Toronto FC got a package deal Friday when it took Indiana University winger Griffin Dorsey sixth overall in the MLS SuperDraft in Chicago.
Dorsey, a U.S. under-20 international, brought a friend – eight-year-old Caleb Anderson of McCourtsville, Ind.
Anderson was born with common variable immune deficiency, chronic sinusitis, irritable bowel syndrome and recurrent Clostridium difficile, as well as reactive arthritis. He wears a mask because his white blood cells are decreasing, and his Immunoglobulin G (IgG) levels are dropping.
After his name was announced at the draft, Dorsey took the stage at McCormick Place.
Quoting U.S. hockey coach Herb Brooks from the film Miracle on Ice, Dorsey said: “Great moments are born from great opportunity.”
“This quote describes today,” Dorsey continued. “My entire life I’ve been blessed with great opportunities that have led to this great moment – (U.S.) youth national team, Indiana University, and (Colorado) Rush Academy – I’ve so many people to thank for those opportunities.”
Dorsey then asked Anderson to stand up in the audience.
“Caleb has been an inspiration to me over this past year,” Dorsey said. “He was born less fortunate than most as he was born with a tough diagnosis including immune deficiency. He is a fighter and has shown me how to stay positive and energetic even during tough times. I play for you Caleb.
“Finally, I would like to thank Toronto for drafting me and giving me this great opportunity. I can’t wait to create great moments.”
Dorsey is an underclassman who signed a Generation Adidas contract with MLS, an attractive deal in that it does not count against a team salary cap.
The 19-year-old native of Evergreen, Colo., played two seasons for the Hoosiers with eight goals and 11 assists in 42 games.
Caleb’s mother Sue Anderson e-mailed Indiana University head coach Todd Yeagley before a game against Maryland in early October. She told him about his medical condition, saying while her son loved soccer, his health kept him from playing.
“We’re so proud of our son because he faces a lot of stuff that’s not easy,” Sue told the Hoosier Network. “He’s constantly having scans done, needles injected into him. It’s really hard for a child to go through that at such a young age.”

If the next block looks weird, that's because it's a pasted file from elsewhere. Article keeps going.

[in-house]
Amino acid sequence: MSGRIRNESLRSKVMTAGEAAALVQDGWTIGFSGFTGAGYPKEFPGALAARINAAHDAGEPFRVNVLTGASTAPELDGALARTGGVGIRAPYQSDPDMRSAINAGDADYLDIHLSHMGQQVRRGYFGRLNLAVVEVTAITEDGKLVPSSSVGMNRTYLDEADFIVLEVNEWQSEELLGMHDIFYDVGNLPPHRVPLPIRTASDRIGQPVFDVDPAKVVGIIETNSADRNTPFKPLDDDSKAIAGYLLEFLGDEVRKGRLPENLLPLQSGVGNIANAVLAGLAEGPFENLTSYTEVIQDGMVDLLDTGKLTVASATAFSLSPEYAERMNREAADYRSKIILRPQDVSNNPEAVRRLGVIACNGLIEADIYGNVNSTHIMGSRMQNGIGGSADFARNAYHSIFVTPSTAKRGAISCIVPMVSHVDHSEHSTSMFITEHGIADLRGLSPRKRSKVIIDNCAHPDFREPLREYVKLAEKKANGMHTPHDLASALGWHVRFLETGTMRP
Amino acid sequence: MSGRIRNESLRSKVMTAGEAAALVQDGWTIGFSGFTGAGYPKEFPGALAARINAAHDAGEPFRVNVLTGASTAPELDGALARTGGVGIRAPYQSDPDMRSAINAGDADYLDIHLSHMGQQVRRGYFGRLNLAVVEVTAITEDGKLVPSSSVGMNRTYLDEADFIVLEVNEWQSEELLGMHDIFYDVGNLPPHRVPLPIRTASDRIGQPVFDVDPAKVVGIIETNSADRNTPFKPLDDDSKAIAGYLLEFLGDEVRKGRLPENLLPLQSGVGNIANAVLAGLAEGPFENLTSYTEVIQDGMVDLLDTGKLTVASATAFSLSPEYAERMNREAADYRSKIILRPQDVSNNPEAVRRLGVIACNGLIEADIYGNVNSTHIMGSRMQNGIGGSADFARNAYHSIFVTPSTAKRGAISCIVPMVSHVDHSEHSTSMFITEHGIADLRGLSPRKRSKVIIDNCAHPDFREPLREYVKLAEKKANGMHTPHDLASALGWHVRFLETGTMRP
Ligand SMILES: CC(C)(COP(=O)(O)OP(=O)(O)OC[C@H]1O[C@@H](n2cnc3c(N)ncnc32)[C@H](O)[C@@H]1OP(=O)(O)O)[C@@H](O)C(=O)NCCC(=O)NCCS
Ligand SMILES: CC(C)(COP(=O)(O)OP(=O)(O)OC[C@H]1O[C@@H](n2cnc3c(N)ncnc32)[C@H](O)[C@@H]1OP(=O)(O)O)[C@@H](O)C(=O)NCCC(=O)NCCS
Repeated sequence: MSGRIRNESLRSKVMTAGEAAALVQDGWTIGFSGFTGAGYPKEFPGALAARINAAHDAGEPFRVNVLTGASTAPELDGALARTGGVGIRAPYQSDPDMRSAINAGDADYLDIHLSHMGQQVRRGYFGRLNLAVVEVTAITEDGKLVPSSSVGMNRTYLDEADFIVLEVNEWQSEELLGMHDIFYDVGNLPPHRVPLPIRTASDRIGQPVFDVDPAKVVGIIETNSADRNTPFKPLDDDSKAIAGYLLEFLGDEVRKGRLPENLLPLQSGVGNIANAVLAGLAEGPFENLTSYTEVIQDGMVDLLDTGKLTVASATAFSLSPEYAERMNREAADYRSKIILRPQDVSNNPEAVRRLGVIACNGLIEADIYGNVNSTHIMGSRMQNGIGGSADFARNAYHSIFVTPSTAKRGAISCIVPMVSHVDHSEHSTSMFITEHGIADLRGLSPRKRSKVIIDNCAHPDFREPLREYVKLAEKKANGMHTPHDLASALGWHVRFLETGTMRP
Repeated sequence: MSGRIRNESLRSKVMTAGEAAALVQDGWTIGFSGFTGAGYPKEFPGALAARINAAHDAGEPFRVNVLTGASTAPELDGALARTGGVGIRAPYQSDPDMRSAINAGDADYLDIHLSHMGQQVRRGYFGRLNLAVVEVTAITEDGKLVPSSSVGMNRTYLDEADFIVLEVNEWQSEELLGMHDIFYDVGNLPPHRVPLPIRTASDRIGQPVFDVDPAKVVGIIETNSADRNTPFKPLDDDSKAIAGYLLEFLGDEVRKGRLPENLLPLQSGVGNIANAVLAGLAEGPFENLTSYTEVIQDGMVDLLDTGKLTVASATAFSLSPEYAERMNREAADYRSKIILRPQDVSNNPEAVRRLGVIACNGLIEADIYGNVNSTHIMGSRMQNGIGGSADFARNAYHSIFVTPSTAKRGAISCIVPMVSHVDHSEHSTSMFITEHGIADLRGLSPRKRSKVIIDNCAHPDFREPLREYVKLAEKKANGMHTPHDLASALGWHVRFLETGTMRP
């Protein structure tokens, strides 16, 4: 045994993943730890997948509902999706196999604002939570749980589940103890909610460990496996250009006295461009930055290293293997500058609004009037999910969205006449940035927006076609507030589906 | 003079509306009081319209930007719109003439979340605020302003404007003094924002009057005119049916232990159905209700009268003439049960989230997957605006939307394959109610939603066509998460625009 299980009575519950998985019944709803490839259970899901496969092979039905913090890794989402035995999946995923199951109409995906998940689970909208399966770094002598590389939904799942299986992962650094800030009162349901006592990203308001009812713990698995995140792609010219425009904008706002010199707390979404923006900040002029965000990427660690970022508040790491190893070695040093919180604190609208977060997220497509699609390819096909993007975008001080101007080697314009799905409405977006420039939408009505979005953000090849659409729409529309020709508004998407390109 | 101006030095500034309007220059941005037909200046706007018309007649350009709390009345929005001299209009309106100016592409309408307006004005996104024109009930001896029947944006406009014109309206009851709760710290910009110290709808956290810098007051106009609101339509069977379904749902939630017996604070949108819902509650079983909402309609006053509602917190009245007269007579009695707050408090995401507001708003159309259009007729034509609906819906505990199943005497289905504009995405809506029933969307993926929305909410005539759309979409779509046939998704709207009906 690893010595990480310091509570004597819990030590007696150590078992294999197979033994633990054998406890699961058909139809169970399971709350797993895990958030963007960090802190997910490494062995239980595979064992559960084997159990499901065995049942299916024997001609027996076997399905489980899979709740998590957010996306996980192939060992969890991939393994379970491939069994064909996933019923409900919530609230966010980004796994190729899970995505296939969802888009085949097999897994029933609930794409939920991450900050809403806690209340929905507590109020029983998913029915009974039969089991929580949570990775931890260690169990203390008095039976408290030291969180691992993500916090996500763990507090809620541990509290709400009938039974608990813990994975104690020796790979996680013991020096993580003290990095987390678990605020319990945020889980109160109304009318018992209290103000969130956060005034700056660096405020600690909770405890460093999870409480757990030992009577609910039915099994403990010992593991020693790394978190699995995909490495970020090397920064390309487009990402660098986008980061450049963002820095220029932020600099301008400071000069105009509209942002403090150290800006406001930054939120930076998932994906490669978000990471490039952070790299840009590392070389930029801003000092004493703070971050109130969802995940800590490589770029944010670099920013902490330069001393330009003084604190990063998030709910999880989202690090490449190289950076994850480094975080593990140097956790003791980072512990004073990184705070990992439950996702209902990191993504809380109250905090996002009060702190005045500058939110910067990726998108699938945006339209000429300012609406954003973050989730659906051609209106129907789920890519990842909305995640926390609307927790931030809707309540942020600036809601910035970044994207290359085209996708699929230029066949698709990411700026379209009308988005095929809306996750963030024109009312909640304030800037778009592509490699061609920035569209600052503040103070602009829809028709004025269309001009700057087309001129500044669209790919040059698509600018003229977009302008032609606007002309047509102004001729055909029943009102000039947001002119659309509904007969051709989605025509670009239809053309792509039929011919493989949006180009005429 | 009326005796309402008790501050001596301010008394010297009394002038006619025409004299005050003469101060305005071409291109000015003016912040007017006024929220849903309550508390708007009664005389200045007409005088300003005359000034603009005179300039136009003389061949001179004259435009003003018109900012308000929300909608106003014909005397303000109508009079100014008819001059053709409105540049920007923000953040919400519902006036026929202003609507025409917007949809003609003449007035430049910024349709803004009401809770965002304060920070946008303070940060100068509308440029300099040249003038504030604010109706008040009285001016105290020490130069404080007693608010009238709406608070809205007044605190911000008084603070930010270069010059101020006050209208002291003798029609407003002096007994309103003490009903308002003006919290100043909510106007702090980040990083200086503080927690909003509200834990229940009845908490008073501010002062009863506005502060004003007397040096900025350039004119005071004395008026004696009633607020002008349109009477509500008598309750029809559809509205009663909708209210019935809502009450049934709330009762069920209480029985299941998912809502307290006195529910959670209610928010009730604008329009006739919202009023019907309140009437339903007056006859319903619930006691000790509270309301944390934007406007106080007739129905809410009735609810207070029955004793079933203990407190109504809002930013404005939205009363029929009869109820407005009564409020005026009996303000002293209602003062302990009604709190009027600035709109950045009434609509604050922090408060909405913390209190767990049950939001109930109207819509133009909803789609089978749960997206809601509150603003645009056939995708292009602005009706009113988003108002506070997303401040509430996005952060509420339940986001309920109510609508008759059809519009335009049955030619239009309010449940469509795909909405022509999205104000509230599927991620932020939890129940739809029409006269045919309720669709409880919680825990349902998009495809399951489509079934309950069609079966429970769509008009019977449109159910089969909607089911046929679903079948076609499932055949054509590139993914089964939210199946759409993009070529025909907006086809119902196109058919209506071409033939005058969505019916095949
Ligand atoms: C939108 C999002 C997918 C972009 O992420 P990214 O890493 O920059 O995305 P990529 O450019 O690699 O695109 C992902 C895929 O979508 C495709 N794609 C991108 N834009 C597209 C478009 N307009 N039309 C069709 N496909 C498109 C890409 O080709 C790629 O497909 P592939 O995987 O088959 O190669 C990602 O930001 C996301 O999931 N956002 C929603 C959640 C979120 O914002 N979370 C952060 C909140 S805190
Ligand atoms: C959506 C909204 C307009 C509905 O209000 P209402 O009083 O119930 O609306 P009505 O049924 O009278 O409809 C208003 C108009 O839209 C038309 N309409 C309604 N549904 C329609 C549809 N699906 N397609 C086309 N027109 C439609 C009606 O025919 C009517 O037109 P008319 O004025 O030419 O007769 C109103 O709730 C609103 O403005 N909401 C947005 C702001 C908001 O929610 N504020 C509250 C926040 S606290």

The soccer team invited the family to see the match, made him honorary captain and brought him into the locker room before the game.
A bond developed. The team sent Caleb videos and invited him to more games including the Big Ten tournament and NCAA College Cup, where Indiana lost in the semi-finals.
“It was pretty cool for them to make him part of the family,” Indiana assistant coach Zac Brown said in an interview.
“He’s a fighter,” he added. “He’s a really awesome kid. He always comes with a smile when he’s around and he inspires all of us associated with the program.”
As for Dorsey, Brown describes him as “an athletic dynamic player.”
Dorsey played on the right side of midfield for Indiana but says he can play on both sides, as well as forward and outside back.
“I can play whatever the club needs,” he said.
A winger able to deliver crosses was part of Toronto’s wish list going into the draft.
“We saw a player that’s versatile … Depending on our needs we’ll see where he fits in,” said Toronto GM Ali Curtis.
Dorsey said he was looking forward to coming to Toronto, where he will reconnect with fellow U.S. under-20 international Ayo Akinola.
The six-foot, 160-pounder has never been to Canada before but said he felt a connection with Toronto officials at the MLS Combine.
“I thought I showed pretty well at the Combine and they put their trust in me,” he said. “I’m excited to get started.”
Vancouver and Montreal had traded away their first-round picks.